I suppose it was inevitable that the choice for the first entry on this part of An Unreliable Witness would end up being between a novel from a Japanese writer or a melancholic song. However, since I’m currently trying to identify the melancholic side of my music collection — and kidding myself that there is a ‘side’ rather than just, well, all of it — the Japanese novel has won out.
Over the last few months, I think it’s become something of a running joke amongst people who know me that I will invariably be seen with my head buried inside a Japanese novel or talking about the latest one I’m reading. It’s true. I’m addicted, and I tell people endlessly about the sheer brilliance of these books until they’re nodding wearily and saying they’ll follow up on one of my recommendations — but probably only so I’ll stop gabbling. Yet I can never clearly explain the reasons for my addiction, without them coming across almost as dreadful racial stereotypes: in particular, it’s the minimalism of the language that most attracts me. See? Japanese. Minimalist. So predictable. Though even I groaned when a friend helpfully enquired as to whether it was like “Feng Shui in written form”. Er, no.
I spent almost two weeks reading The Wind-up Bird Chronicle back and forth on my daily commute from work, and for that fortnight I was so immersed in it that, more than just nearly missing my station or wishing that I had a few more minutes on the tube to reach the end of a particular chapter, I actually felt as if I was living the kind of life that the book describes. Three weeks on from finishing it, I still feel that.
To get the Murakami checkboxes out of the way, though: yes, it’s not exactly the most clear-cut plot. More like a labyrinth, in fact. Surreal is an apt description. But you come to expect that with his novels, and too many sensible, linear plots tire me out just as much as too many labyrinths with twists and turns aplenty. Then there are all the mysterious, fascinating yet always strangely beautiful women who suddenly begin to flock round the central Everyman character. It’s taken a fair bit of Murakami reading, but I think I’ve now narrowed down the types of women to the following: those who want to sleep with him; those who want to be his sister; those who want to be his sister and sleep with him; those who want to mother him; those who want to mother him and sleep with him; those who might not actually be real, but probably still want to sleep with him in some sort of mystical union between the earthly and the spiritual; those who write him long, rambling letters from afar; and last but by no means least, those women on the edge of a nervous breakdown who have either attempted suicide or manage to successfully kill themselves during the novel. Well, you get the picture. If I was to hazard a guess, I’d say that Haruki Murakami has been having some kind of permanent mid-life crisis since the day he first started writing. His attitudes to women are certainly a little odd, but I would still prefer him to be writing his novels than growing his thinning hair, buying a motorbike and embarrassing everyone he knows.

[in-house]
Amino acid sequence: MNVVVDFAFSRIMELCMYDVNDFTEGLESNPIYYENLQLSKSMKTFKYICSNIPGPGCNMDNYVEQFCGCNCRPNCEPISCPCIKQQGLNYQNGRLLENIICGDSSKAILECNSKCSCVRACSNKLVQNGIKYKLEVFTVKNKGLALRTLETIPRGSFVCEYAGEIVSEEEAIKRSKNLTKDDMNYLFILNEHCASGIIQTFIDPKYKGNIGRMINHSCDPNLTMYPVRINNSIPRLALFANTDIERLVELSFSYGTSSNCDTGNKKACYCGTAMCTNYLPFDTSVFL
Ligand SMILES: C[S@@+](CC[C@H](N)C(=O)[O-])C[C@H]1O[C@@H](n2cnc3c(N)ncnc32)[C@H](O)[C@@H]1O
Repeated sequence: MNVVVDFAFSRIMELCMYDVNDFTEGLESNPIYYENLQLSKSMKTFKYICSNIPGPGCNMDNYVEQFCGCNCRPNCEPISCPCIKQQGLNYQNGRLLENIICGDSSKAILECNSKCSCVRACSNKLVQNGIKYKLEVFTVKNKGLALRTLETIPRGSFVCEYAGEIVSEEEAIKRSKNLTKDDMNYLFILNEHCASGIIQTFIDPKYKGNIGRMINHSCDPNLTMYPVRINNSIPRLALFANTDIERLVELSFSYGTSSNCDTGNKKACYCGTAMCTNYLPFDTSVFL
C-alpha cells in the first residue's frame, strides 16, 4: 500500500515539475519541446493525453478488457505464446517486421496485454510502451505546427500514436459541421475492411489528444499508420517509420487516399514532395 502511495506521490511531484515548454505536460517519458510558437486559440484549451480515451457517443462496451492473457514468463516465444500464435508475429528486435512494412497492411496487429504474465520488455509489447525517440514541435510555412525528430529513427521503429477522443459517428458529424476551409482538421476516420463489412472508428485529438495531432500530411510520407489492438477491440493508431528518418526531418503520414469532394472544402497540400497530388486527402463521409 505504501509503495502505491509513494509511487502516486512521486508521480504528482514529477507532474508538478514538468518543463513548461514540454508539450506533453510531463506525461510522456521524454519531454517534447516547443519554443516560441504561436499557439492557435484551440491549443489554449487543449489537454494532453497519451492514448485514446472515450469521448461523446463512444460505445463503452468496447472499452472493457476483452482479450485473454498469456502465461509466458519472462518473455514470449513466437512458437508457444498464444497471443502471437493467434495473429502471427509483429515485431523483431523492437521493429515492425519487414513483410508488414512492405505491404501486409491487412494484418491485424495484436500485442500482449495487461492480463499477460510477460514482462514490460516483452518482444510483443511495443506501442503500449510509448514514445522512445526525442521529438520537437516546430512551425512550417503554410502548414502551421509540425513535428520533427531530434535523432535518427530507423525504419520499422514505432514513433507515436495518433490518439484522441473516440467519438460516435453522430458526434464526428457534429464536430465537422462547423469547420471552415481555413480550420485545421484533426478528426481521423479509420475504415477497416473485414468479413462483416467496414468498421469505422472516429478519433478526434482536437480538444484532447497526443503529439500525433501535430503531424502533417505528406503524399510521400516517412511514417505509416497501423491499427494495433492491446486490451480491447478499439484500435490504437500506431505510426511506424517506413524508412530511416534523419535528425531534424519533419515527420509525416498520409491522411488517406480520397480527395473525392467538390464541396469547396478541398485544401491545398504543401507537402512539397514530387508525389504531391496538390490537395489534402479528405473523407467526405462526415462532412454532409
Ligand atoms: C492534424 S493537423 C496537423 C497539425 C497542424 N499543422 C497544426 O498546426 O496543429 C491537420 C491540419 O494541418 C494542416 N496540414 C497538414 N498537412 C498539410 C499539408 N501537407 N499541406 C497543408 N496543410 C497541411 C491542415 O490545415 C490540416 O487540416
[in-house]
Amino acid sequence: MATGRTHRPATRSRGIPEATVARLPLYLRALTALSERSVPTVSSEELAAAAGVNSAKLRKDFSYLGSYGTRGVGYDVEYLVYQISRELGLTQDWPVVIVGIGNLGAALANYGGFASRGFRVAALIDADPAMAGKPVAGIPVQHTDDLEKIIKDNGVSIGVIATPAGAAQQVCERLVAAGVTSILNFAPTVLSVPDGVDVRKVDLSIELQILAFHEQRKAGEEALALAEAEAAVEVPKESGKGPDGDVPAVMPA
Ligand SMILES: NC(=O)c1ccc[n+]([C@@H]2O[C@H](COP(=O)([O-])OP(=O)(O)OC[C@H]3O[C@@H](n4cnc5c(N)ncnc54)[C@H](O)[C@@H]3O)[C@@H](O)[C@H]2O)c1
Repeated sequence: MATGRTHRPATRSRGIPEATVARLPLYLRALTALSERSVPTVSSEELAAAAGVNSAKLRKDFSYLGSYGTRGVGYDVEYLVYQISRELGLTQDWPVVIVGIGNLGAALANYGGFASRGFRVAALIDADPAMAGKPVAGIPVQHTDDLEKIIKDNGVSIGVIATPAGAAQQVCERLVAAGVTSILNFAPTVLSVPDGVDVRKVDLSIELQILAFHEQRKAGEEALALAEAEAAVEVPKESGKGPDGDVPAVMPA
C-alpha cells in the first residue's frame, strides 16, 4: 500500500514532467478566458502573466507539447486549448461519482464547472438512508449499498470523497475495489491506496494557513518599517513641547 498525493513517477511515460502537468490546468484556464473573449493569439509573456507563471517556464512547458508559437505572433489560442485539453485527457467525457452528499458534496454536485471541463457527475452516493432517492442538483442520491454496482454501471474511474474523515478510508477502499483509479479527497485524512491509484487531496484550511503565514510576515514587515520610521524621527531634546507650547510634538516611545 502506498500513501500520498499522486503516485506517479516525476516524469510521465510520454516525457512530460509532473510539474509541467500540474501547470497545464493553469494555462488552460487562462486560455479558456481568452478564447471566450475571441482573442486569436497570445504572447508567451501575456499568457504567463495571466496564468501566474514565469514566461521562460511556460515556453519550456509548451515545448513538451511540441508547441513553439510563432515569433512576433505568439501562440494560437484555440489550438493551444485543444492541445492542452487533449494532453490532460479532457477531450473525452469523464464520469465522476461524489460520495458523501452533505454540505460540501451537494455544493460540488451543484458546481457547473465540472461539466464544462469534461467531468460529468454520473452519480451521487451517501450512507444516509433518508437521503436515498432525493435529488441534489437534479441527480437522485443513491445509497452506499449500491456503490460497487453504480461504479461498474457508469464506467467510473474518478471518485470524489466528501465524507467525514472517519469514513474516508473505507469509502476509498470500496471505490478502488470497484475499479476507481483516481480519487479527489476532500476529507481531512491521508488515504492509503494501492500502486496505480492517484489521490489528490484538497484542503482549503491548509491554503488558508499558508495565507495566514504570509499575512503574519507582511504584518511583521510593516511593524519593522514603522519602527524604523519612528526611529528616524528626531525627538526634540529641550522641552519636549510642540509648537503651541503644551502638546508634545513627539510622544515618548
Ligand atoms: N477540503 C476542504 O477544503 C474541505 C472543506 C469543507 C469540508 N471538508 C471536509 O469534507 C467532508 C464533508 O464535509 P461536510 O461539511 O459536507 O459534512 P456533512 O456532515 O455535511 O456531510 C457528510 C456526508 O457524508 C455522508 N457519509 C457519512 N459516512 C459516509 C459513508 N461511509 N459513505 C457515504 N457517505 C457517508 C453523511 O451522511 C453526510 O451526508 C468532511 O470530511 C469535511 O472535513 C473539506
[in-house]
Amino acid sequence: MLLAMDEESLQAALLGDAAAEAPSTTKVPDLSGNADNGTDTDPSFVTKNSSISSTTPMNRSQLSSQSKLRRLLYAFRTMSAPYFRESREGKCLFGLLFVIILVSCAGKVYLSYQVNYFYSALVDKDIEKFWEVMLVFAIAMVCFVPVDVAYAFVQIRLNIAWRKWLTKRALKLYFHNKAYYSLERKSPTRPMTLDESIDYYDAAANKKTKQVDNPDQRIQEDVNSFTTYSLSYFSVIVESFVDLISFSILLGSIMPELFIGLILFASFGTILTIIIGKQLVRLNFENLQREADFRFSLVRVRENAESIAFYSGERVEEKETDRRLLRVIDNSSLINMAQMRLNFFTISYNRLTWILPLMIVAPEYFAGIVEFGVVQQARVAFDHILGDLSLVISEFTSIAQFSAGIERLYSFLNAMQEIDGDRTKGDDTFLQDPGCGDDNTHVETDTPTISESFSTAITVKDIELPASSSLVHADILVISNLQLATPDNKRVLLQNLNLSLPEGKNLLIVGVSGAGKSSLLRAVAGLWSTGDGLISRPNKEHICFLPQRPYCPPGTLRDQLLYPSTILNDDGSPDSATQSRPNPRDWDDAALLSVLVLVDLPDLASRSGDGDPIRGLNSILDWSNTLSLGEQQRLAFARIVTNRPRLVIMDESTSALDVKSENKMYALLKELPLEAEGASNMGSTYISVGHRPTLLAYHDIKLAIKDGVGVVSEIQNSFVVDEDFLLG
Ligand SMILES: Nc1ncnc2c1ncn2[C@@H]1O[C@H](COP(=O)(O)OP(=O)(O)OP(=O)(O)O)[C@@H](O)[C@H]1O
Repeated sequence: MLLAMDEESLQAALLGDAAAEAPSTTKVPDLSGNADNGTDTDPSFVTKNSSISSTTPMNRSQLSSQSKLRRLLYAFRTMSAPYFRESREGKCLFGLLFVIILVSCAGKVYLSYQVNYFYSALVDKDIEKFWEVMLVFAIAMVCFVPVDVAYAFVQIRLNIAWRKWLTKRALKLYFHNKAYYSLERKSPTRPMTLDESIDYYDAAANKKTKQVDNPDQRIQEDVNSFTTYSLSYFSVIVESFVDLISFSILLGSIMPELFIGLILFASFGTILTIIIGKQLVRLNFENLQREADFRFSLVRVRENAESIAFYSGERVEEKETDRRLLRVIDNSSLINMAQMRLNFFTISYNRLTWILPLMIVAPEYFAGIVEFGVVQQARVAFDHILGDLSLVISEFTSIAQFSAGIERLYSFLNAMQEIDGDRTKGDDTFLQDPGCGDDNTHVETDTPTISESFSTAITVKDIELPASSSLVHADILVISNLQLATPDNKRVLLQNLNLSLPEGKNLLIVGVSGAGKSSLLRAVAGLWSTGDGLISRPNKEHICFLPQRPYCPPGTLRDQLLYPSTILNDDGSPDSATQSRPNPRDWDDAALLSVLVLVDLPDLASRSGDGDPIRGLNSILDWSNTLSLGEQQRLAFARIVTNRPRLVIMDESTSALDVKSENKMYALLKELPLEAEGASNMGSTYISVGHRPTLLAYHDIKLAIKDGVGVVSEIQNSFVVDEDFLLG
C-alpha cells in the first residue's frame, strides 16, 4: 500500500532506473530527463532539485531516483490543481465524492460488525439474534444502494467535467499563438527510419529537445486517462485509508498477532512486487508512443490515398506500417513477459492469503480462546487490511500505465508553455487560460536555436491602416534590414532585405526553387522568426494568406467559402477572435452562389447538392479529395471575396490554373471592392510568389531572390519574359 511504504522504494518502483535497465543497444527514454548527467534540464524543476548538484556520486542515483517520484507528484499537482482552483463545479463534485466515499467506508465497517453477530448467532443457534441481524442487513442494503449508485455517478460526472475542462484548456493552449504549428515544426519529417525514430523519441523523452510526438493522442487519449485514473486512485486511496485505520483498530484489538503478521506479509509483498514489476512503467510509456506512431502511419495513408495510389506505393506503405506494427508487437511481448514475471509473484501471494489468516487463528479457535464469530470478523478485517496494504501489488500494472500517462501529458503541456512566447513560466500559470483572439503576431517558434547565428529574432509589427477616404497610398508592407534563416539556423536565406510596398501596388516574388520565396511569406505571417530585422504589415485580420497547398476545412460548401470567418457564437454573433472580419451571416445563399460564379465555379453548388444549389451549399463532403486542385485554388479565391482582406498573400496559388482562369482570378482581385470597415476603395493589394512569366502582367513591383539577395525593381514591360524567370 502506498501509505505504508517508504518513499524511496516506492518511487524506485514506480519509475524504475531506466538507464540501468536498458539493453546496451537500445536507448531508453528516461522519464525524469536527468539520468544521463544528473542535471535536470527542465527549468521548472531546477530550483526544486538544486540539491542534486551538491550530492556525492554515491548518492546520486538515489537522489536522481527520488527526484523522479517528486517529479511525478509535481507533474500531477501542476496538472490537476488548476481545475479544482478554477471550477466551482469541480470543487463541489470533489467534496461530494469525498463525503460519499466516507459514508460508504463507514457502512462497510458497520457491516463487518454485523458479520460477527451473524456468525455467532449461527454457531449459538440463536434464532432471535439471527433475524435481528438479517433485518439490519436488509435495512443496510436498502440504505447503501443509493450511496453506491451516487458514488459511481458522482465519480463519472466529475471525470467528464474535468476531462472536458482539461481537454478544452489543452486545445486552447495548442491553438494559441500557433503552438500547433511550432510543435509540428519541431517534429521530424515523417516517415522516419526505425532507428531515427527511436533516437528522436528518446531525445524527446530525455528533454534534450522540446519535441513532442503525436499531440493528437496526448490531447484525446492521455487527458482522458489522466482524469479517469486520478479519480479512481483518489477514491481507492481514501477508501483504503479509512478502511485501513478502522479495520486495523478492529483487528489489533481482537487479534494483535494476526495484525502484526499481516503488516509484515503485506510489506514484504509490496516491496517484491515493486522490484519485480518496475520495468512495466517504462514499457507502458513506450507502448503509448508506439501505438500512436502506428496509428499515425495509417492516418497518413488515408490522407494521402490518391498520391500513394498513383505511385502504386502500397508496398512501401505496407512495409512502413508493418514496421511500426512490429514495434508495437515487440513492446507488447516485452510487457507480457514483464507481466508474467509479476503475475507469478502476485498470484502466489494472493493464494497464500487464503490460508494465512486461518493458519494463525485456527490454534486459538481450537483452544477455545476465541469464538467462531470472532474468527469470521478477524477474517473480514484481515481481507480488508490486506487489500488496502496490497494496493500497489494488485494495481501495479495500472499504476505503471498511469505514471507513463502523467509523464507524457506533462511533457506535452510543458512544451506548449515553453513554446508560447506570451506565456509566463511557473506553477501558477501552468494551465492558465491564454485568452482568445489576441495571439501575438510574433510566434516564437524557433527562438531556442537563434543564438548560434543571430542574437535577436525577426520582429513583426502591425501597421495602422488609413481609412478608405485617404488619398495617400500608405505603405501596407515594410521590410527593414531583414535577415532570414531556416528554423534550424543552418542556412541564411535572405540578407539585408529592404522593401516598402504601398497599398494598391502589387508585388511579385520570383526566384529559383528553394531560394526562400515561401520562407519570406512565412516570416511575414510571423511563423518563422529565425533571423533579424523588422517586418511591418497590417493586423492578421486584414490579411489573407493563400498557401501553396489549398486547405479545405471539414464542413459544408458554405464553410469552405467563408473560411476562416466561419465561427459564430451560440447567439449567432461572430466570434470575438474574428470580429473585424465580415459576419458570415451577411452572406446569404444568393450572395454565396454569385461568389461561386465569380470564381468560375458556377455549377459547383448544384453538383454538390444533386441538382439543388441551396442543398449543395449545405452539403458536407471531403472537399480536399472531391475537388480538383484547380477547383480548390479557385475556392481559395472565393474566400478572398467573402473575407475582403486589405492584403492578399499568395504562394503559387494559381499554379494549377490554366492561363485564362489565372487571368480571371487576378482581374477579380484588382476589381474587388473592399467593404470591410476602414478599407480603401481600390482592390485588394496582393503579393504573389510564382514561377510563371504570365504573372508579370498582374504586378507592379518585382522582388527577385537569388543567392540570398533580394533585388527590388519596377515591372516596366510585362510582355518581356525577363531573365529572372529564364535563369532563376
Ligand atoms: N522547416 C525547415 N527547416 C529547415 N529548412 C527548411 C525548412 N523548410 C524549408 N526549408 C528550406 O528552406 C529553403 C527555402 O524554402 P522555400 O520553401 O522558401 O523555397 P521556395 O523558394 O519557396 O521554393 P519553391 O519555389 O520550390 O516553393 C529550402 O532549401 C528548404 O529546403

Other checkboxes to receive reassuring ticks include the presence of a wise elderly gentlemen — usually a veteran of the Second World War — who can somehow see inside the central character, and a cat. Cats seem to feature heavily in Murakami’s work, and indeed it’s a missing cat that starts off the whole sequence of unravelling events in The Wind-Up Bird Chronicle. I don’t feel I’m revealing any crucial secret of the plot to say that the cat does eventually come back, though by that point you’re so enmeshed in the central character’s search for answers — not least the reason why all these strange things seem to be happening to him — that the prodigal feline’s return isn’t the big event one might have expected it to be. I started the novel by confidently identifying that it would inevitably end with the cat’s return. Wrong, very wrong.